NATURE never fools with Mother Nature. Instead, the acclaimed PBS program produces incredible, educational must-see programs that land on DVD. Here is a triumvirate of recent faves.
Charlie and the Curious Otters
The program focuses on efforts to rehabilitate three orphaned river otters in Wisconsin, shows some ground breaking experiments using cool cameras and anatomical CGI, and captures other wild encounters. At the Wild Instincts Wildlife Rehabilitation Center in Rhinelander, Wisconsin, Charlie is introduced to three orphan river otter pups and films their progress and training: from needing around the clock care and feeding, to being taught the crucial skills they will need in order to return to the wild. Despite the fact otters can swim nearly a quarter mile without coming up for air, baby otters do not start out as natural swimmers and they don’t really like water. So the center’s manager Mark Naniot assumes the roles of surrogate mother and teacher. Charlie films him coaxing the pups into a small pool for swimming lessons and later adding minnows which the orphans instinctively chase and catch.
The filmmakers also go to Florida Springs, Florida where a clear spring fed river provides Charlie with great conditions to capture rare shots of otters hunting underwater. At the Oakland Zoo, he films otters hunting fish in slow motion to determine how they detect and capture their prey so quickly. He also visits the Monterey Bay Aquarium’s head vet Dr. Mike Murray who explains that sea otters have the densest fur in the animal kingdom which is a key survival asset both on land and in the water.
Naledi: One Little Elephant
The program chronicles the life of the orphaned baby pachyderm as she grows up with the help of her friends. Kiti, a gentle elephant in Botswana, was in her 661st day of pregnancy, a normal gestation period, when she finally gave birth to a baby girl. For nearly two weeks, the staff of Abu Camp, a halfway house for orphaned and former zoo and circus elephants, had been passing the time by coming up with a list of possible names for Kiti’s offspring. Perhaps because the calf was born at night, they called her Naledi, which means star in the local language.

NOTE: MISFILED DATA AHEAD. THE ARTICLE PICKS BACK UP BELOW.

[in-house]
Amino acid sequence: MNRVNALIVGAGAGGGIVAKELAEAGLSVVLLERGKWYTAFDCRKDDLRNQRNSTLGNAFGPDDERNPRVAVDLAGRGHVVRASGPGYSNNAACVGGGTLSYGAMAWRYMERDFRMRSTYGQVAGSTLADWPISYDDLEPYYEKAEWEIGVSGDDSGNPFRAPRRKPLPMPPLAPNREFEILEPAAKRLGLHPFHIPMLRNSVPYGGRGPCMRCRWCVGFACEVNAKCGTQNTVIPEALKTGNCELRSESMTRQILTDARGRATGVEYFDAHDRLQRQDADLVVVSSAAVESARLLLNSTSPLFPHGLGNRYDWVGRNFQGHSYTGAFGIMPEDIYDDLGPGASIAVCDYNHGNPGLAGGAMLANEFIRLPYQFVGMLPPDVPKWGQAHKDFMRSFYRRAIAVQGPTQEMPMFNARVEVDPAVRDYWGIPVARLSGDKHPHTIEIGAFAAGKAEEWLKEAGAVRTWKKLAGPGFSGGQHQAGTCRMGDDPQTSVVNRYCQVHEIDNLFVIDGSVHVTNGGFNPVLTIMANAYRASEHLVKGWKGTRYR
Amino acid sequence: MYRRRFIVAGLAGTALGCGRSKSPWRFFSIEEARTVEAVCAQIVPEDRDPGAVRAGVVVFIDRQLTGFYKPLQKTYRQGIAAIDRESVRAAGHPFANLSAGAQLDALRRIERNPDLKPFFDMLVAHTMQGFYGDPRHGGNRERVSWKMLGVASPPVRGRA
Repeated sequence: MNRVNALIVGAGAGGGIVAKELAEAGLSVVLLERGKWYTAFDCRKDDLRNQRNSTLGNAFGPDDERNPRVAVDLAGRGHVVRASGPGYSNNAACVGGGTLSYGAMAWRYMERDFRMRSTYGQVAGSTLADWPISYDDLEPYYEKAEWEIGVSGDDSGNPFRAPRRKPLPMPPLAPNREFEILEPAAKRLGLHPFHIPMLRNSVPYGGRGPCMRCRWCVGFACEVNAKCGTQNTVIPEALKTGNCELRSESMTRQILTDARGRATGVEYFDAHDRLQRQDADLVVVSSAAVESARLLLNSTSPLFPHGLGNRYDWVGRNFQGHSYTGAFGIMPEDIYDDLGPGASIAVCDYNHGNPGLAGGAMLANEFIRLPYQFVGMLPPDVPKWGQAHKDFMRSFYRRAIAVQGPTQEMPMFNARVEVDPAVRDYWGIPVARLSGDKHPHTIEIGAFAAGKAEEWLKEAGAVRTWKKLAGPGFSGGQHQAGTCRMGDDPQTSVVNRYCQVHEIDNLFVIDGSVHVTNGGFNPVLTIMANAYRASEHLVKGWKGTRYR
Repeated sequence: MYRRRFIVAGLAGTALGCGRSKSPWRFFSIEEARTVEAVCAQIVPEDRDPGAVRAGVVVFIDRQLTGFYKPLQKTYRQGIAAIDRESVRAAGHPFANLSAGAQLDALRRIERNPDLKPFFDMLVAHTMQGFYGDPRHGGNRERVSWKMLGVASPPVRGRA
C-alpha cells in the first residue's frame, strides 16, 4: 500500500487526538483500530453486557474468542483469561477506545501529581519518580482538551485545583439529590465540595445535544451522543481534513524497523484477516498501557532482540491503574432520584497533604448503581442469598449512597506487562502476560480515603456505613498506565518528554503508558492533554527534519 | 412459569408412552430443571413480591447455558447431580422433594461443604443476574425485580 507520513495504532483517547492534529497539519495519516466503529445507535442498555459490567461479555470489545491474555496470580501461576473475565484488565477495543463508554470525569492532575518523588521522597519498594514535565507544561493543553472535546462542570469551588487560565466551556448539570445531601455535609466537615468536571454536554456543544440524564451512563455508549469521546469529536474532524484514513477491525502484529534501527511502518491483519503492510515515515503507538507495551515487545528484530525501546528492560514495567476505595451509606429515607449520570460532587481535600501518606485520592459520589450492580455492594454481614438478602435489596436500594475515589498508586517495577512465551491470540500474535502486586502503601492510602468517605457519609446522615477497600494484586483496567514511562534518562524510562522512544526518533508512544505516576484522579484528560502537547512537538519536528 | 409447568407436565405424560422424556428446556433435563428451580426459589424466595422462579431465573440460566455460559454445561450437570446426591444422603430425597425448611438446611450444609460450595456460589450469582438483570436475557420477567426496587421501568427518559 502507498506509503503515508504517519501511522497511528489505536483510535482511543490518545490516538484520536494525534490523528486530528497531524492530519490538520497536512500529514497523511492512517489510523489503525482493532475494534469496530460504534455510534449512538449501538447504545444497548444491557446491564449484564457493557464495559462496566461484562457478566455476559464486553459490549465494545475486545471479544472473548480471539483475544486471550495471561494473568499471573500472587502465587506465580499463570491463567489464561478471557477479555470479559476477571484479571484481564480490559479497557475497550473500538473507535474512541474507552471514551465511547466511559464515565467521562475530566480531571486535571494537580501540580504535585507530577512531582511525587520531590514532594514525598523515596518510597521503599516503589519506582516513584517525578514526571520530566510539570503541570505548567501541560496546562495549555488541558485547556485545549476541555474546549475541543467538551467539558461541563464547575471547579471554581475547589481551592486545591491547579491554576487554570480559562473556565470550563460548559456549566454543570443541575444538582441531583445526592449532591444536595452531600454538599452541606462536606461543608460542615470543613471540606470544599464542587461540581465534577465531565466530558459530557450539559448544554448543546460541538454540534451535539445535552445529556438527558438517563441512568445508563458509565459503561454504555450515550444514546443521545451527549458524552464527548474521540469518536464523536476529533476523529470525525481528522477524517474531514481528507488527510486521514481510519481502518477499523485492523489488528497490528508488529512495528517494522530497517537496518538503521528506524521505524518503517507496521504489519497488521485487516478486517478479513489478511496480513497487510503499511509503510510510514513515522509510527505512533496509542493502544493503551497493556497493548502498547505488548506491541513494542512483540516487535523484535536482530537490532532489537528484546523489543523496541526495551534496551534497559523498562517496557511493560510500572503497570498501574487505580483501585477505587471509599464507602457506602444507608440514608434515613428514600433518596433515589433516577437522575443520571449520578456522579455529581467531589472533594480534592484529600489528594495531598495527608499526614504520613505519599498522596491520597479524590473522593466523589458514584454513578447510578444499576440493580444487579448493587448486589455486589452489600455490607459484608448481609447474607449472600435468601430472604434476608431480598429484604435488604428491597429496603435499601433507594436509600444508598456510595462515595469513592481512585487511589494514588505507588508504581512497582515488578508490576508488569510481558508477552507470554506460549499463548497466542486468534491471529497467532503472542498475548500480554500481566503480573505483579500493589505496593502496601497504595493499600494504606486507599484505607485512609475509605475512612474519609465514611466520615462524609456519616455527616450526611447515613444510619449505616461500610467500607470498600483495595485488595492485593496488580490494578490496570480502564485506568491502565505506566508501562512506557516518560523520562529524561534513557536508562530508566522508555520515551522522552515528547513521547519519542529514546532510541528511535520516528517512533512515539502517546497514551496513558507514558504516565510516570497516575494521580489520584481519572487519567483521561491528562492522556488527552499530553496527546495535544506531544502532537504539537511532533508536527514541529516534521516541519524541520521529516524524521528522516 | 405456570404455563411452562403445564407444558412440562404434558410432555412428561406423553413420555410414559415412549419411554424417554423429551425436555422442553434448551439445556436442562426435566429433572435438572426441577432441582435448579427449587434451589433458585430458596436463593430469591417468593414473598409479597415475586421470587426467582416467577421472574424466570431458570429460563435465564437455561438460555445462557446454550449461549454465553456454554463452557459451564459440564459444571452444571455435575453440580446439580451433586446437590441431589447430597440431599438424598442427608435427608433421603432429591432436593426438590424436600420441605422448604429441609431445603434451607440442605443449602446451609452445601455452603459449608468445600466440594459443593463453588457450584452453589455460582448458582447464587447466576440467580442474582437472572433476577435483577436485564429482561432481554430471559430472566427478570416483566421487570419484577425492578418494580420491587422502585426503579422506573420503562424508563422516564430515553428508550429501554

But six weeks after giving birth, Kiti dies from a prolapse of the large intestine, and Naledi is left an orphan. Although elephant families are close, the program shows how precarious it is for a newborn to survive once it has lost its mother. Naledi needs to be nursed, so when the herd’s matriarch can’t produce enough milk and doesn’t know how to care for her, Mike, Wellie, and other caretakers decide to take drastic measures before it is too late. The film follows the team as they separate Naledi from the herd, relocate her to another part of Abu Camp, make sure a caretaker is always with her around the clock, work to establish a bond, and finally entice her to take milk from a bottle.
H is for the Hawk: A New Chapter
After the unexpected death of her photojournalist father, Helen Macdonald overcame her grief by training an adult goshawk, one of nature’s most notoriously wild and free-spirited birds of prey. She had trained birds before, but never this raptor which she named Mabel. Macdonald found healing in that cathartic experience which became the basis for her 2014 international best-selling memoir H Is for Hawk.
Now, 10 years after she trained Mabel (who died of untreatable infection just before the author finished writing her book), Macdonald is ready to take on the challenge again, prompted by watching how a pair of wild goshawks reared their chicks in an English forest. This film accompanies her on visits to the pair’s nest to observe the latest developments and follows Macdonald’s emotional and intimate journey as she adopts a young goshawk and attempts to raise it as her own: feeding, nurturing, and training her new charge in the hopes the months of preparation will culminate in a successful first free flight.